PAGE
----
Narayana Kocherlakota — President of the Minneapolis Federal Reserve — gave a speech Tuesday that he said was meant to “underscore that monetary policymakers in 2013 are again confronted with a severe test,” a test defined by low employment and employment expectations. Kocherlakota notes that while things have improved since the “Great Recession,” the unemployment is still very high compared to the last twenty-five years.
In March of 2007, the unemployment rate was 4.4 percent, according to the Minneapolis Fed’s release of Kocherlakota’s talk, and that rose to 5.0 percent at the end of the year, then spiked to 10 percent in 2009 just after the recession ended. The unemployment rate now rests at 7.3 percent, but Kocherlakota notes that this is “far from healthy.”
“The current unemployment rate is also high relative to most forecasts of its expected long-run level, including those made by the Federal Open Market Committee,” said Kocherlakota, “But I would say that this measure — troubling as it is — overstates the improvement in the U.S. labor market.” Kocherlakota’s explanation for the misleading numbers is nothing if not depressing, as he explains that the measure of unemployment is the result of two questions asked by the Cencus Bureau — “Are you Working? And, if not, have you looked for work in the past four weeks?”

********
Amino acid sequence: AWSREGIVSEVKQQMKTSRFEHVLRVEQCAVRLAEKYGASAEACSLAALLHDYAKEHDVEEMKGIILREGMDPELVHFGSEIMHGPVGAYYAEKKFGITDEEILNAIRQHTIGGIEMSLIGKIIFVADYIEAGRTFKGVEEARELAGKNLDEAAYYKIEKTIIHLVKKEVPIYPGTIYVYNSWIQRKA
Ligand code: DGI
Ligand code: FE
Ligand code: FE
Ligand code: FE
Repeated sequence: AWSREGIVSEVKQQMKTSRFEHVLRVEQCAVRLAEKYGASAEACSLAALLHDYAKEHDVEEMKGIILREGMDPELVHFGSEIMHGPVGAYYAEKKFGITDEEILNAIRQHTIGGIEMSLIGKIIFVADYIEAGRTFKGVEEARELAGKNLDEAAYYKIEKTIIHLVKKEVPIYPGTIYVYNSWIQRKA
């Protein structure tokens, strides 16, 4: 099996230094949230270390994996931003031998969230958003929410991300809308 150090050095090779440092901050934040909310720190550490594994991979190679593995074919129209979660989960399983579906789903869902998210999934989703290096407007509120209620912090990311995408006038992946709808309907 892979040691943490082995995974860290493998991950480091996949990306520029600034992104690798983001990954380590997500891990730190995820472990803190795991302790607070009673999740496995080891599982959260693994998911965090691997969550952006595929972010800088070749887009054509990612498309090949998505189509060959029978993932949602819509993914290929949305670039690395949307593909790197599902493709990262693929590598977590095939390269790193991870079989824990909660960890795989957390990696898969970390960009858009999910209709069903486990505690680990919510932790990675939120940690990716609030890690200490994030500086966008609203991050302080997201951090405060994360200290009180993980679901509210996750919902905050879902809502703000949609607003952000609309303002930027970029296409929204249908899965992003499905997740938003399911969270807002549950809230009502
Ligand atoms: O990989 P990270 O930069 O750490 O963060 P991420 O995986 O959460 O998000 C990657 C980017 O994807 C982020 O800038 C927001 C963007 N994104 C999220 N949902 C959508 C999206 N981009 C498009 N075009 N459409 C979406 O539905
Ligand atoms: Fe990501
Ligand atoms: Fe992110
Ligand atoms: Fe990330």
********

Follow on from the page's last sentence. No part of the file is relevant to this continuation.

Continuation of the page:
A decrease in unemployment can either be due to people finding the jobs they need, or it can be a result of people giving up the good fight and ceasing their employment search search. Demonstrating this unfortunate truth are the employment-to-population ratio results, which show that employment-to-population has barely risen from the 58 percent during the Recession.
Kocherlakota encouraged the FOMC to get the unemployment rate down as fast as possible, even if that meant momentarily sacrificing inflation, doing whatever is necessary. “Any perceptions of future FOMC ineffectiveness in generating favorable macroeconomic outcomes are hurting current employment,” Kocherlakota noted, emphasizing that belief in success in policy effectiveness is nearly as important as success itself.